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Police clamp down on drugs supply by mail

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POLICE have intercepted drugs being sent by mail following an operation at a sorting office.

Dyfed-Powys Police joined Royal Mail staff in Haverfordwest on Tuesday, July 14, with a police dog on hand to sniff out suspicious packages.

The force has received several calls from staff at the sorting office over recent months, reporting parcels they suspected to contain illegal drugs.

Haverfordwest sergeant Gerwyn Davies said: “We’ve had incidents reported to us recently where this method of using Royal Mail to distribute drugs has included substances packaged in envelopes with sweets.

“This is something we were keen to clamp down on immediately, so we arranged to carry out an operation at the Haverfordwest sorting office to both intercept any illegal drugs being sent by mail, and gather intelligence to form a bigger picture.”

Sgt Davies, response officers and dog handler PC John Llewellyn with PD Billy carried out the operation while staff continued their work, checking any packages considered to be suspicious.

A small package was pointed out by staff as raising concerns, and was shown to PD Billy, who immediately gave a positive indication that there were illegal drugs inside.

The parcel was found to contain 2.6g of cannabis, which was seized.

Sgt Davies said: “While a small amount of drugs were found, this operation highlighted that Royal Mail is being used by some people to supply illegal substances, and has allowed us to gather vital intelligence to form future work.

“We had positive feedback from staff and the manager, who are now aware that suspicious packages have been delivered to some addresses in the area, and we intend for this to be an ongoing partnership with the aim of disrupting the supply of illegal substances.”

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An experimental nuclear fusion reactor could be built in Pembrokeshire

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PEMBROKESHIRE could be the location of an experimental nuclear fusion reactor, which could produce abundent clean energy, if the council backs plans for a site on land owned jointly between Valero oil refinery and Pembroke Power station.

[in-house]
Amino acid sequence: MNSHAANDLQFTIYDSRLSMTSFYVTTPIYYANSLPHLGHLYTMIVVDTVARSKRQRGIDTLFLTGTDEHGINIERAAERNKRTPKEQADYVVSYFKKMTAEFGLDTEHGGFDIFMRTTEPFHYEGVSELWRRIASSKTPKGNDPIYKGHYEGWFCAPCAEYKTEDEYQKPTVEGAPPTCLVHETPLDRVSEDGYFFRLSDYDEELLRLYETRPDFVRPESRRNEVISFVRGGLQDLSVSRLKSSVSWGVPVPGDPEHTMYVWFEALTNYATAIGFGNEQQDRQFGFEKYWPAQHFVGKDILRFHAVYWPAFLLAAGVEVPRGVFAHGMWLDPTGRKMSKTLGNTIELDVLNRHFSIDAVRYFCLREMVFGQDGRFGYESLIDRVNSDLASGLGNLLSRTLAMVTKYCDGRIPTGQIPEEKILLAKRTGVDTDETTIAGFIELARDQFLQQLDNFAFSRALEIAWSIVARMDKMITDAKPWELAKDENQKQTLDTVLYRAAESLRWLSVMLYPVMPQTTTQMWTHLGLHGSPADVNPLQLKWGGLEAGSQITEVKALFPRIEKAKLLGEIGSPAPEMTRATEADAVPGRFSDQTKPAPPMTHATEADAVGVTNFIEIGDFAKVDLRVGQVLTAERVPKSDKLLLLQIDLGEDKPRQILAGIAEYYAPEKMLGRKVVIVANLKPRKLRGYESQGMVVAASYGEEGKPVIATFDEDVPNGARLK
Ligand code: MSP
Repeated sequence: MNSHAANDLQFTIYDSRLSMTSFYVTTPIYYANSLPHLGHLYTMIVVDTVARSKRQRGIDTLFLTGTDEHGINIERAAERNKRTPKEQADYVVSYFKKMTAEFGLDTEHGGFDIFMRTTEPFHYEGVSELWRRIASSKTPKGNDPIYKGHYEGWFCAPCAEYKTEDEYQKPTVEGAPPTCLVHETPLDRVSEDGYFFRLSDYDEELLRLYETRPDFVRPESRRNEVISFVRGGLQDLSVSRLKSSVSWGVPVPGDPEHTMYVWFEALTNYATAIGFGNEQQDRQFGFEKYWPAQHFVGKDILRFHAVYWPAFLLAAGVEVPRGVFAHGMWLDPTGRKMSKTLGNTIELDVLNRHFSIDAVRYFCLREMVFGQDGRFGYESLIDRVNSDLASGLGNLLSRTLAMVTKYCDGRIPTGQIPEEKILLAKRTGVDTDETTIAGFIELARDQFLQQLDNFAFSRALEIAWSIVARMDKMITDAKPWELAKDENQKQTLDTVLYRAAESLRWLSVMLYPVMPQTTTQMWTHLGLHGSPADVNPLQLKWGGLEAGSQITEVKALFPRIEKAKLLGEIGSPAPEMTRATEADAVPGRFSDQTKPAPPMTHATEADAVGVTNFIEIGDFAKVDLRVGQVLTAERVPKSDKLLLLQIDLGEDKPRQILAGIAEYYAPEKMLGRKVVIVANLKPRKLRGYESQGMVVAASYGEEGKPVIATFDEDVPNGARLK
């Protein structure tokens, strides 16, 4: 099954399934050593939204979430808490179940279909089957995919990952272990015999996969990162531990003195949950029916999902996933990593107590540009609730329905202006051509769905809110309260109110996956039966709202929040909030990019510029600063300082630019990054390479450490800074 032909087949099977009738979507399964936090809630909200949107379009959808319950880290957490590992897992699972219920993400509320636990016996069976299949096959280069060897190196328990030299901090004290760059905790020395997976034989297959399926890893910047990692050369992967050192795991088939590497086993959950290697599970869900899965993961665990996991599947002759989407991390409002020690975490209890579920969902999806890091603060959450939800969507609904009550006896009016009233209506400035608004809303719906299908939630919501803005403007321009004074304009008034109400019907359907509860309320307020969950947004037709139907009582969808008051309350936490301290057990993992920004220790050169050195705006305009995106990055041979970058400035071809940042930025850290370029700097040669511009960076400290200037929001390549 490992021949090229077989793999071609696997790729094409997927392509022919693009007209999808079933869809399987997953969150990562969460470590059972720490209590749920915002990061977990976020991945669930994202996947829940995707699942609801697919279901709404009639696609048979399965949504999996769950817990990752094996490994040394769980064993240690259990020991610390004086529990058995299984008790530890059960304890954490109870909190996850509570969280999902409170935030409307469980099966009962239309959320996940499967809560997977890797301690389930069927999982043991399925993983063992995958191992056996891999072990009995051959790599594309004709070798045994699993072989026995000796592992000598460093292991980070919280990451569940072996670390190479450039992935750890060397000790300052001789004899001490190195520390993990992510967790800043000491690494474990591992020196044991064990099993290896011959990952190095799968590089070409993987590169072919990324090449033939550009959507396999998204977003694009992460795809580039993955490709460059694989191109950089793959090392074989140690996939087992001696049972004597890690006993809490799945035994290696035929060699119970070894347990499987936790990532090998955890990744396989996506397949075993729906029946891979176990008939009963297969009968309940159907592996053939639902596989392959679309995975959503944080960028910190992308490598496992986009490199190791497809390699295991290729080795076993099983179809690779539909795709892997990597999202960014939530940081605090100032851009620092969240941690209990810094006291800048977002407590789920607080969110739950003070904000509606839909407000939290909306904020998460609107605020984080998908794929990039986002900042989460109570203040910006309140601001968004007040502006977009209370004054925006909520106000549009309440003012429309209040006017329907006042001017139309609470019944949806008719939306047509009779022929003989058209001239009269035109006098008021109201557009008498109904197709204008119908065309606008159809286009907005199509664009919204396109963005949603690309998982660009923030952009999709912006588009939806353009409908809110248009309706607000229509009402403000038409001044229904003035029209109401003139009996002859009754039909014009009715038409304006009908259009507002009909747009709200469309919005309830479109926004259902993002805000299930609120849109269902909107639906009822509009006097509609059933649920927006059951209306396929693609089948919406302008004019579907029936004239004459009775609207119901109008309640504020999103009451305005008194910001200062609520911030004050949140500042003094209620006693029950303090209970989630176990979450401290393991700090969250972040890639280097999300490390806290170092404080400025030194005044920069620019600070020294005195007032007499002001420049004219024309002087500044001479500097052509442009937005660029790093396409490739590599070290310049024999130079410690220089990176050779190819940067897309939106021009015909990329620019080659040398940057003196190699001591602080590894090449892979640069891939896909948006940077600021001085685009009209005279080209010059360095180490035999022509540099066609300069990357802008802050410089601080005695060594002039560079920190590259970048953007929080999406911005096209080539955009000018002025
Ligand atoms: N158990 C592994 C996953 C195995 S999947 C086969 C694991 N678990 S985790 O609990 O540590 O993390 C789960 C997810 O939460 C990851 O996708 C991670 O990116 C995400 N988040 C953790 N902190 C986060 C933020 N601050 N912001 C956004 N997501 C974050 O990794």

Pembrokeshire County Council’s Cabinet will be asked next week (May 17) to support the project, which it is hoped could create limitless energy.

The officers of the council are recommending to Cabinet that members approve the nominated site being included on the list of UKAEA candidate sites.

Elsewhere in Wales, the Vale of Glamorgan Council is bidding for it to be built at the Aberthaw power station site.

Communities had until the end of March to nominate locations.

If approved the nuclear fusion station, the council’s officers say, could position Pembrokeshire at the international forefront of the clean energy revolution, bringing visibility to the community on a global stage. It was also recommended that the project will bring long-term and enduring environmental, employment, skills and economic benefits to the host community.

However, Greenpeace believes that nuclear fusion is an expensive distraction from the real agenda of providing environmentally benign, reliable energy supply. The campaign group gas also written to Parliament saying that the deuterium-tritium (D-T) fuel mixture used in nuclear fusion produces four times as many high energy neutrons per kilowatt-hour of energy produced than sandard nuclear fission.

Council officers recommend approval for a nuclear fission reactor near Valero refinery (pictured)

Nevertheless the government has a concept programme called STEP, which is an ambitious programme for the conceptual design of a fusion power station. It is a UKAEA administered programme, currently with £220 million funding to produce a phase 1 concept design by 2024.

Beyond 2024, it is claimed, phase 2 intends to move into the engineering design and build phases to deliver the prototype of a commercially viable fusion plant. The prototype will hopefully demonstrate the commercial viability of fusion. The learning from this will enable the future development of a UK fleet of commercial fusion plants, the government said. The target date for the first fully operational plant will be 2040.